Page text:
Fluoxetine-induced hypertrichosis
Mehmet Hamdi Orum, Aysun Kalenderoglu, Oguzhan Bekir Egilmez
Article No: 13   Article Type :  Letter To The Editor
Keywords :
Dusunen Adam : The Journal of Psychiatry and Neurological Sciences : 2017;30:389-390
Full Text:

Dear Editor,

Antidepressants are one of the most commonly used medications in the United States of America (1). Pruritus, urticaria, and photosensitivity are the most frequent cutaneous side effects of this medication. Hypertrichosis has also been previously associated with the use of clomipramine, sertraline, paroxetine, venlafaxine, and bupropion (2). Here, we report the case of a patient with hypertrichosis associated with fluoxetine.

Mrs A. was 21 years old. She was being monitered at a psychiatry outpatient clinic for 3 years, with a diagnosis of major depressive disorder. She was using 10 mg/day of escitalopram for 2 years. Her depressive symptoms were taken under control with this treatment, but she complained of weight gain and we planned to change her treatment. Her Escitalopram intake was stopped, and fluoxetine, which has a lower weight-related side effect profile, was prescribed at a dose of 20mg/day. She came to our clinic 2 months after the introduction of fluoxetine, complaining of hypertricosis, especially on her arms and legs. She was referred to the endocrinology and dermatology department, and no organic pathology was detected. She continued fluoxetine at the same dose for 3 more months and came in for a control again. She still had complaints of hypertrichosis; thus, her fluoxetine intake was stopped. Hypertrichosis ceased 3 months after her fluoxetine intake was stopped. In her follow-up, she did not report any other cutaneous side effects after starting 50 mg/day sertraline. Partial remission in depressive symptoms had also sustained during her follow-up. Written informed consent was taken from the patient in order to publish her data.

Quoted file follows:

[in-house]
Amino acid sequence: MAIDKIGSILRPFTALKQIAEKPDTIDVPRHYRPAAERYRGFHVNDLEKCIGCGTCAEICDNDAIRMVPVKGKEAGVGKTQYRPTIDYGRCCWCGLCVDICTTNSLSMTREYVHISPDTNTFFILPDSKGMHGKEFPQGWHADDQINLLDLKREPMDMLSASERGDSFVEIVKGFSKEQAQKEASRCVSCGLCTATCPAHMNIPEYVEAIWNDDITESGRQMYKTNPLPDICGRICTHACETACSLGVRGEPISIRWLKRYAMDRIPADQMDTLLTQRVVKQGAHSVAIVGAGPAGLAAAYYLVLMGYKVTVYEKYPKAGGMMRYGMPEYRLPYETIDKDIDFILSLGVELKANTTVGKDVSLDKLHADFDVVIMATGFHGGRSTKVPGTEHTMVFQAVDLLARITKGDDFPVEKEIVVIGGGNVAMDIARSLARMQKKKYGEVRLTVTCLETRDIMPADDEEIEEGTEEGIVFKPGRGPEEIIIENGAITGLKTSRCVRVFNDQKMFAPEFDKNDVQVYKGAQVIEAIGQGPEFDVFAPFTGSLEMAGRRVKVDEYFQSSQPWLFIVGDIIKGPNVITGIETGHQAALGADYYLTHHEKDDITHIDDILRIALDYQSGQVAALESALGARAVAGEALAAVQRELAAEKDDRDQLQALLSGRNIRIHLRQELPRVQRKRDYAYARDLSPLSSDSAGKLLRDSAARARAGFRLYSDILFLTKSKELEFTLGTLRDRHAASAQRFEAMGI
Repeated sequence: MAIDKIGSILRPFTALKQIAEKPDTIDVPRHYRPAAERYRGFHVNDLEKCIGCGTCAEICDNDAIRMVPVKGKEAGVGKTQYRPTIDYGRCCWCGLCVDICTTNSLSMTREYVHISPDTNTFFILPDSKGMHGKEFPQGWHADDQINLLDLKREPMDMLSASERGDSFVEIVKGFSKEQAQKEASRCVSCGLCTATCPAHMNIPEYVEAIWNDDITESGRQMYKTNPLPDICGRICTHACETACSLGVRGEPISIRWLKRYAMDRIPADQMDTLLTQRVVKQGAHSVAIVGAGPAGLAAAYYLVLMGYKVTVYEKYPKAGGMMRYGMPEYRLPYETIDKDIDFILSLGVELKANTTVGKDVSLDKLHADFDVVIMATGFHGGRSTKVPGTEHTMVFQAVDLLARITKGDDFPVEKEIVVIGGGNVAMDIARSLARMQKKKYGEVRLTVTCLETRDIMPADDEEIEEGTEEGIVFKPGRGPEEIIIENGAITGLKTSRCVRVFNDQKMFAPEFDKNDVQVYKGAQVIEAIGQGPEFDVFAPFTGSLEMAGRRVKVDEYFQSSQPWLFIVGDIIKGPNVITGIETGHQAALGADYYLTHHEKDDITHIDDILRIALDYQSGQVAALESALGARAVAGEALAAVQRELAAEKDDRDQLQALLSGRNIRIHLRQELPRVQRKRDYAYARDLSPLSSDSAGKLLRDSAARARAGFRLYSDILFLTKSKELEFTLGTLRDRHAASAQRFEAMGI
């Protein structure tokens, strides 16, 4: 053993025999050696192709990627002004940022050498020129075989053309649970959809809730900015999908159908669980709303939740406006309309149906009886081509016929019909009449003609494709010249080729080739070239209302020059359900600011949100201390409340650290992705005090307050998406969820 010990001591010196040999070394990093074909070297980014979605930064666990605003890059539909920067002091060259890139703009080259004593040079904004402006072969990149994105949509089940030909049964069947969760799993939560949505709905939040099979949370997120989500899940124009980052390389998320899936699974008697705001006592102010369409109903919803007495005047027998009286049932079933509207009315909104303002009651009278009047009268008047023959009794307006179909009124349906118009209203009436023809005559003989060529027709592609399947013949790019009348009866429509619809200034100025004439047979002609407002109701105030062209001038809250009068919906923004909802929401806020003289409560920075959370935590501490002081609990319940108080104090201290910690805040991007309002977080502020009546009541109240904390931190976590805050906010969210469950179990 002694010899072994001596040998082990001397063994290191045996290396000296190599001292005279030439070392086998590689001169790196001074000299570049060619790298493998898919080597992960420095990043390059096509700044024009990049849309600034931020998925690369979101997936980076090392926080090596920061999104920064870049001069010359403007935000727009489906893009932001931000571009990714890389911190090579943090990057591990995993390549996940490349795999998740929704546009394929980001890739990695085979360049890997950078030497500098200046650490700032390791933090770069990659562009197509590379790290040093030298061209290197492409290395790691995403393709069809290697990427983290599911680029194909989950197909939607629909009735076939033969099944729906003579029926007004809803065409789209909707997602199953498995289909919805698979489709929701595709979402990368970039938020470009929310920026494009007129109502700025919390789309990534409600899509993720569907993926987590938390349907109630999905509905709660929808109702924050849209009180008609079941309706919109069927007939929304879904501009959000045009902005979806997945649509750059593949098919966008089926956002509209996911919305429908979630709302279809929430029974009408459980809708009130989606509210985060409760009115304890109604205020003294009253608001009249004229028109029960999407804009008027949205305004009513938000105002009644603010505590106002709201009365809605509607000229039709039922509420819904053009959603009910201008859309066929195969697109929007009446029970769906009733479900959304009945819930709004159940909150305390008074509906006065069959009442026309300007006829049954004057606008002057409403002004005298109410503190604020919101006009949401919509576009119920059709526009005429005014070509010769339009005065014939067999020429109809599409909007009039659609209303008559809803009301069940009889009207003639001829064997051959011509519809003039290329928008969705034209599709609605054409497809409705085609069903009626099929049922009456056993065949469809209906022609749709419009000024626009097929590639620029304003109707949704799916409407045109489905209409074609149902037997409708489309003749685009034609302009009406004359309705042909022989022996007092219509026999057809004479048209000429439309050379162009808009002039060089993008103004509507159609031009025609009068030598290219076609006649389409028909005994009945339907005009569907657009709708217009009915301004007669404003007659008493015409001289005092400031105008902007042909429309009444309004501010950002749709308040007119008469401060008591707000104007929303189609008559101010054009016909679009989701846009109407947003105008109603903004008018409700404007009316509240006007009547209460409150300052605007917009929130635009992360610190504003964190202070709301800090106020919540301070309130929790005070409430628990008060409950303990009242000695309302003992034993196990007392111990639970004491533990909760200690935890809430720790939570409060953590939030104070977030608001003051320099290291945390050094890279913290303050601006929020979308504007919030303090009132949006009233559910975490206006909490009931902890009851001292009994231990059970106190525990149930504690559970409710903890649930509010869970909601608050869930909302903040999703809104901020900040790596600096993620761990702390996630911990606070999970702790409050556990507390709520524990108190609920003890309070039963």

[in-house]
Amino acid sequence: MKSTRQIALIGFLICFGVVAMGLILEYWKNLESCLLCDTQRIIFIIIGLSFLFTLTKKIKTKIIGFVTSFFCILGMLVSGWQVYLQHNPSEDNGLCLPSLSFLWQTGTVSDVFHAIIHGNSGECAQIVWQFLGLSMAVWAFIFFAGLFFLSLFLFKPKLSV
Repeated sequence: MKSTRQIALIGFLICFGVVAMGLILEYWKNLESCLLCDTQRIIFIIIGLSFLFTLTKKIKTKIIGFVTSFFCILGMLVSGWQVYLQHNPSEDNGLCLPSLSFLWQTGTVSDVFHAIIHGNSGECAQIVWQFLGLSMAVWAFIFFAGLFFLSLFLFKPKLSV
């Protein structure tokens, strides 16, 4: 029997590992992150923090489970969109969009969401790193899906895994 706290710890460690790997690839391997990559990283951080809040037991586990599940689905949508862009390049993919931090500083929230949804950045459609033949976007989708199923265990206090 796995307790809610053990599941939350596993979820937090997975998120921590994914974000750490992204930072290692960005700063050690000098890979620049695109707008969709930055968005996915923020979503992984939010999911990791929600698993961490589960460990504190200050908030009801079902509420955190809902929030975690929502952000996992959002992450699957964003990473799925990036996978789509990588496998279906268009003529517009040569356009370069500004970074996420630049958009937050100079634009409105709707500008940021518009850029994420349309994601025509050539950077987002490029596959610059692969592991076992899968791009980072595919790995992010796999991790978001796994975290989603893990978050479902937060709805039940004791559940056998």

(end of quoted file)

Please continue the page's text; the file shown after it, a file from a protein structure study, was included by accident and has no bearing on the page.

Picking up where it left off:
Hypertrichosis is hair growth that is abnormal for the sex, age, or race of an individual, or for a particular area of the body (3). One of the two major mechanisms of hypertrichosis is the conversion of vellus to terminal hairs. The mechanisms of the vellus-to-terminal switch are poorly understood (4). The other chief mechanism of hypertrichosis involves changes in the hair-growth cycle. Certain drugs such as phenytoin, acetazolamide, streptomycin, minoxidil, and diazoxide are known to cause increased growth of hair on the trunk and limbs, and this drug-related hair increase usually reverts back to normal with the discontinuation of the drug (5). There are limited studies revealing the relation between antidepressants (clomipramine, sertraline, paroxetine, venlafaxine, and bupropion) and hypertrichosis (2). We presented a female patient with hypertrichosis associated with fluoxetine and suggested that it is a reversible side effect.

The causes of hypertrichosis are varied, and many of the mechanisms have not yet been revealed. While this is usually a cosmetic problem, it may also be the presenting symptom of an associated condition that requires further investigation or treatment. Hypertrichosis should be questioned in patients who have used fluoxetine. If recognized, this unusual side effect may lead to embarrassment for the patient and noncompliance with treatment.


1.National Center for Health Statistics. Health, United States, 2010: with special feature on death and dying. Table 95. Hyattsville, MD, 2011.

2.Warnock JK, Morris DW. Adverse cutaneous reactions to antidepressants. Am J Clin Dermatol 2002; 3:329-339. [CrossRef]

3.Bertolino A, Freedberg I. Hair: In Fitzpatrick TB, Eisen AZ, Wolff K, Freedberg IM, Austen KF (editors). Dermatology in general medicine. New York: McGraw-Hill, 1993, 671-696.

4.Stenn KS, Paus R. Controls of hair follicle cycling. Physiol Rev 2001; 81:449-494.

5.Wendelin DS, Pope DN, Mallory SB. Hypertrichosis. J Am Acad Dermatol 2003; 48:161-179. [CrossRef]

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